A long time ago, a management expert believed that bosses should tell employees what to do because workers were seen as “stupid and phlegmatic,” kind of like oxen. Sadly, some bosses still follow this wrong idea.
When your coworkers ask for help, do you give them direct orders or ask them questions? Just telling people what to do usually doesn’t work well. First, you might not even understand the real problem. People going through the issue know it better. Second, if they don’t feel like the idea is theirs, they might not put in their best effort. This leads to blaming and micromanaging, and that’s not helpful.
So, instead of just telling them what to do, try asking questions. Here are three that help create a culture of innovation:
What do you recommend?
- When you ask this, your coworkers will start coming up with ideas. Some of the best ideas come from the people closest to customers—the ones who know about customer problems, new technologies, and how things work on the ground.
How can we test that?
- After getting ideas, it’s good to test them to see how they work. Even if you’re not sure about an idea, let your team try it out. You might be surprised. Testing brings good surprises, and with practice, everyone gets better.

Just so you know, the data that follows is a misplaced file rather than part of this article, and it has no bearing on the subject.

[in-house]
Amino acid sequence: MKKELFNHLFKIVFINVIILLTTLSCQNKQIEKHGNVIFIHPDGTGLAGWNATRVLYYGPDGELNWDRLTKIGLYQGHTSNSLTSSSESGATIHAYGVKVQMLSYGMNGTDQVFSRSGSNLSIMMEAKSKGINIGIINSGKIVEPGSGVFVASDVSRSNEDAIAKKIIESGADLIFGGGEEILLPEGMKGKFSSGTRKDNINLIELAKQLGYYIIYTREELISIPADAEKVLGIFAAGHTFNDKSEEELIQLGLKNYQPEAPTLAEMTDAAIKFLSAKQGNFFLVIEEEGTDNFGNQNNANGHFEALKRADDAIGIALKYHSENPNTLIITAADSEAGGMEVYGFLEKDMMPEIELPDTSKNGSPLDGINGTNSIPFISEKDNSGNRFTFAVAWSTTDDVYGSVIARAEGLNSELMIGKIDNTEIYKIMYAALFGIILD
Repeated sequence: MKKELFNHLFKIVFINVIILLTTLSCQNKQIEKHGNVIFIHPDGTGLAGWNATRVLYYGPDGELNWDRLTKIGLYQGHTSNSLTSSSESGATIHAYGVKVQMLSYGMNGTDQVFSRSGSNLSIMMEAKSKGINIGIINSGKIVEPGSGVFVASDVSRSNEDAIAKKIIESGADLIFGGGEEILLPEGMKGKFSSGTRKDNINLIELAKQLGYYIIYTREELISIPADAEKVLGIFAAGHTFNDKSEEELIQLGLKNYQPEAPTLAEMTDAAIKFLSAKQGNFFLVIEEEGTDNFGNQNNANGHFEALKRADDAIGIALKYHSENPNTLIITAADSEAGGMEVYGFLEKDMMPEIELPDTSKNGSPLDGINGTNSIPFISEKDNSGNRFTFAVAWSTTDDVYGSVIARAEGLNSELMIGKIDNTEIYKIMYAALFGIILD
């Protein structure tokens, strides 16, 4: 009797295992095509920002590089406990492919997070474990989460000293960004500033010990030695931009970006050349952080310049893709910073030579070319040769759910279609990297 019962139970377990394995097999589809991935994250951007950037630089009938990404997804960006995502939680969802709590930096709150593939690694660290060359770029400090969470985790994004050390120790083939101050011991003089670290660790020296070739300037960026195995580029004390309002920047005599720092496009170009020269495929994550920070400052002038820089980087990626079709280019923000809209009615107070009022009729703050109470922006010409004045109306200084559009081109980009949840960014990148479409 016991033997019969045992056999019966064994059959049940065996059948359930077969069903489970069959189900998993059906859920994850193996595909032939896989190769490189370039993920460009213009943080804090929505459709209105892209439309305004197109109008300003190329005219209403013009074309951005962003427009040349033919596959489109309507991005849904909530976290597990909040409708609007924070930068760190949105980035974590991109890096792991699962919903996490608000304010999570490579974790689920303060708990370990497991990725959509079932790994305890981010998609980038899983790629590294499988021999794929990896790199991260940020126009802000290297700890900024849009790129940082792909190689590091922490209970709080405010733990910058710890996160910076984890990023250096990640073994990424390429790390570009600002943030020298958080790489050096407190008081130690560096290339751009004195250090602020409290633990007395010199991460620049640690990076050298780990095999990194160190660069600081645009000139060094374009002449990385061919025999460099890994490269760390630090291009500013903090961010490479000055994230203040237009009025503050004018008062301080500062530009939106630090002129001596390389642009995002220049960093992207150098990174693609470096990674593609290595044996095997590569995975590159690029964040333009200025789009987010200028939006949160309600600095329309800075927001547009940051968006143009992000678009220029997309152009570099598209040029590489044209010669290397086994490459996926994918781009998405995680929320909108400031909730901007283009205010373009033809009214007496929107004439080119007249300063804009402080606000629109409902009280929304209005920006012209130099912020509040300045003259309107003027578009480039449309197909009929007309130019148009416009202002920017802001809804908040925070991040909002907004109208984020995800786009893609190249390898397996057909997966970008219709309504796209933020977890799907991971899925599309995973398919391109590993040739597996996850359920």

What do you need from me?
- As a leader, your job is to help your team succeed. Ask them about any challenges they might face and how you can help. It could be money, resources, or connecting them with someone who has the right skills. Instead of getting in the way, you can clear obstacles for your team.
Many successful startups started with people who had ideas while working somewhere else. Companies end up spending a lot of money buying these startups when they could have had the ideas themselves if they listened to their employees. Studies show that when companies invest in their employees, they become more productive.
How you treat your coworkers is not just about making money. Create a workplace where people are encouraged to use their creativity. It starts with asking three simple questions.